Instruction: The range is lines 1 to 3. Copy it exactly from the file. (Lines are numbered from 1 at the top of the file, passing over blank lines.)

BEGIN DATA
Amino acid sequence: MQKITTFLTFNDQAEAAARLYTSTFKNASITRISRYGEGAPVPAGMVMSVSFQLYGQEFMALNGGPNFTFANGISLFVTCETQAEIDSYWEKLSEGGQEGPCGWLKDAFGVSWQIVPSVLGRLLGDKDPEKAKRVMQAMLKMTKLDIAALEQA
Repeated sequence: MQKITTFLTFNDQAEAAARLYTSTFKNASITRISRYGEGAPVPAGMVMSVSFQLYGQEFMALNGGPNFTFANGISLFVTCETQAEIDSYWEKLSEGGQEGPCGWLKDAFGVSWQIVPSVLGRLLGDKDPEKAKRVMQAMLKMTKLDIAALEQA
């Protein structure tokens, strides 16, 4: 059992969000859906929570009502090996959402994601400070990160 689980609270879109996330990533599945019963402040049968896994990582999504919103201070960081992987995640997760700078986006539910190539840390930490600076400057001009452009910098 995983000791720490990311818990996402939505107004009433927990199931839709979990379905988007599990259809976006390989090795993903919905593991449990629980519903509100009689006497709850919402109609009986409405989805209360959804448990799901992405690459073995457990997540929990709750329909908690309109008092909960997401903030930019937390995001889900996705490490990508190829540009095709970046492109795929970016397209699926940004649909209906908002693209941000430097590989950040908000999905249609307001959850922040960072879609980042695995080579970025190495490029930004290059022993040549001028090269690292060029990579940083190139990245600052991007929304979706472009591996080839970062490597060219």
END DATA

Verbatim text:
Amino acid sequence: MQKITTFLTFNDQAEAAARLYTSTFKNASITRISRYGEGAPVPAGMVMSVSFQLYGQEFMALNGGPNFTFANGISLFVTCETQAEIDSYWEKLSEGGQEGPCGWLKDAFGVSWQIVPSVLGRLLGDKDPEKAKRVMQAMLKMTKLDIAALEQA
Repeated sequence: MQKITTFLTFNDQAEAAARLYTSTFKNASITRISRYGEGAPVPAGMVMSVSFQLYGQEFMALNGGPNFTFANGISLFVTCETQAEIDSYWEKLSEGGQEGPCGWLKDAFGVSWQIVPSVLGRLLGDKDPEKAKRVMQAMLKMTKLDIAALEQA
């Protein structure tokens, strides 16, 4: 059992969000859906929570009502090996959402994601400070990160 689980609270879109996330990533599945019963402040049968896994990582999504919103201070960081992987995640997760700078986006539910190539840390930490600076400057001009452009910098 995983000791720490990311818990996402939505107004009433927990199931839709979990379905988007599990259809976006390989090795993903919905593991449990629980519903509100009689006497709850919402109609009986409405989805209360959804448990799901992405690459073995457990997540929990709750329909908690309109008092909960997401903030930019937390995001889900996705490490990508190829540009095709970046492109795929970016397209699926940004649909209906908002693209941000430097590989950040908000999905249609307001959850922040960072879609980042695995080579970025190495490029930004290059022993040549001028090269690292060029990579940083190139990245600052991007929304979706472009591996080839970062490597060219």